Syndicates running the property hijacking operation in the inner city of Johannesburg have turned the practice into a multi-million rand business.
According to a property consultant, who asked to remain anonymous, syndicates are making up to R10-million a month.
The consultant, who currently has eight buildings under seizure belonging to different owners, said that over the past three years a syndicate had discovered how easy it was to make money from hijacking buildings.
“Subsequently some splinter groups had formed and were copying the hijacking tactics,” the consultant said.
The syndicate, which is highly organised, monitors all the empty buildings around the inner city. It then sends in bus-loads of armed gangs into vacant buildings, threaten guards with firearms, then starts renting rooms out at between R500 and R600 a month.
They collect rent for six to eight months knowing that the legal system is slow and, by the time the owners obtain eviction orders, they have enjoyed the benefits of the rents. They then simply walk away, leaving the tenants on the streets.
It is believed that the head of the main syndicate is the brother of a well-known politician, who works with his wife who is an attorney.
They usually go in just before a weekend as in the case of Registry House, which was invaded on the Thursday before the Easter long weekend, knowing that nothing would be done for at least a few days.
“This gives them time to get organised and start advertising,” he said.
They demand an upfront deposit of a month’s rental so, in a building of 300 rooms, such as in Registry House, the perpetrators make R300 000 in just the first month. They then collect rent at about R180 000 a month and continue doing so until the owners obtain eviction orders.
Thereafter, they abandon ship with their illegally-gotten gains, leaving behind the people on the street, often with damaged and stolen furniture and goods,” said the consultant, who also said he gets constant death threats from building hijackers.
Another tactic is to “plant” people inside buildings as tenants who systematically start destroying the building.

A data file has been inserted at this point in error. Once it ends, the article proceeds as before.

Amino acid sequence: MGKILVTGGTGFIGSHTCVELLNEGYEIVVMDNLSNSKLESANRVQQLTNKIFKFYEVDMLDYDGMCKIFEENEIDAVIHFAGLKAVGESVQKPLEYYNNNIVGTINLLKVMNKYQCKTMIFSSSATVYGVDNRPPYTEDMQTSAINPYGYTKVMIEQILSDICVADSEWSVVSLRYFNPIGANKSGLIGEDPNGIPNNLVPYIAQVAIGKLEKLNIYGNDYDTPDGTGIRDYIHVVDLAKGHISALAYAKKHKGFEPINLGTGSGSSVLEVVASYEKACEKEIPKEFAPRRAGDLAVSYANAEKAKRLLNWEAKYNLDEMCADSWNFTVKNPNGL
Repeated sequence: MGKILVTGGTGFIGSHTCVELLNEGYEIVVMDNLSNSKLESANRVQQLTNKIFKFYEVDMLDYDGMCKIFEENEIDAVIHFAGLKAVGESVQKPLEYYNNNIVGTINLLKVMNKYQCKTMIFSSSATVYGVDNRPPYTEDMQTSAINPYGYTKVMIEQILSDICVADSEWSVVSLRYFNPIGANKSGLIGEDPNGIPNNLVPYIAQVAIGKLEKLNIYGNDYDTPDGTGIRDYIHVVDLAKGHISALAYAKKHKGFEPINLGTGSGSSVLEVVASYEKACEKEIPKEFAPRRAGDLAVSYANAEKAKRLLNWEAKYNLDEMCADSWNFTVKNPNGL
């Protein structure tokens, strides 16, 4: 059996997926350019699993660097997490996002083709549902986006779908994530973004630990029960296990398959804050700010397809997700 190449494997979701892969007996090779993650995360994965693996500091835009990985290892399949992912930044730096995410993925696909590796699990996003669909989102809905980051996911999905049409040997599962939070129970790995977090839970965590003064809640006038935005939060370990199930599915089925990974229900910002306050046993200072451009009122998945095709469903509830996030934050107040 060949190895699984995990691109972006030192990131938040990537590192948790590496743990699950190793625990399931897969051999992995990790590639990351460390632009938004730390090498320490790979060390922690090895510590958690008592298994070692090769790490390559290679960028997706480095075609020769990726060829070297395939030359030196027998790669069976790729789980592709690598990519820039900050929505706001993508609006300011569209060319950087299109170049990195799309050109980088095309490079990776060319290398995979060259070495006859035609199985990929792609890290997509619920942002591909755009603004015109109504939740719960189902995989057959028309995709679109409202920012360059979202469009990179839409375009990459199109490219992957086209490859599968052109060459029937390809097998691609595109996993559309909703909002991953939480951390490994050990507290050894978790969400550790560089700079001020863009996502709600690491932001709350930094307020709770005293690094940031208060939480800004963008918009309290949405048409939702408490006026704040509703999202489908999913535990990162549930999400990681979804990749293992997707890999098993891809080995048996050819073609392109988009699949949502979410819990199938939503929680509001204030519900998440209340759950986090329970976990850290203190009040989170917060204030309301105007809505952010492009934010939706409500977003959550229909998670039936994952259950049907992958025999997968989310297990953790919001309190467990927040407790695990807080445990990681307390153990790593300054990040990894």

“They break pipes, smash windows, damage doors and start inciting tenants, playing the race card. They tell tenants that the white owners are not interested in them and are exploiting them,” he said.
“After a few months, they form a tenants’ committee, with the perpetrators as self-appointed leaders and they get signing powers on the accounts.”
“The leaders start doing cosmetic repairs to show their intent in the first month and thereafter they carry on collecting rentals without doing anything else, before disappearing. At the end of the day, the owner is left with the costs of eviction and of repairs,” he said.
The costs of obtaining an eviction order ranges from R200 000 to R360 000 depending on the number of people who have to be moved.
Several leaders have been arrested and are awaiting trial, but there are breakaway gangs now operating alone using similar methods.
“It is the quickest and easiest way of making millions of rands. They are making the city ungovernable. The city’s law enforcement unit is doing its best but it is strapped for cash and is unable to do evictions which cost hundreds of thousands of rands,” said the consultant.
“We know that Mayor Amos Masondo has good intentions of cleaning up the inner city and we are supporting him by investing in buildings and renovating them but we are being blocked at every attempt.
“Until these ring-leaders are arrested and locked away, the city will never be regenerated”.
SA Police Service (Saps) spokesperson, sergeant Sanku Tsunke, said if trespassing charges are laid, they would be followed up. He said the Saps also assisted the sheriff in carrying out the eviction when asked to do so.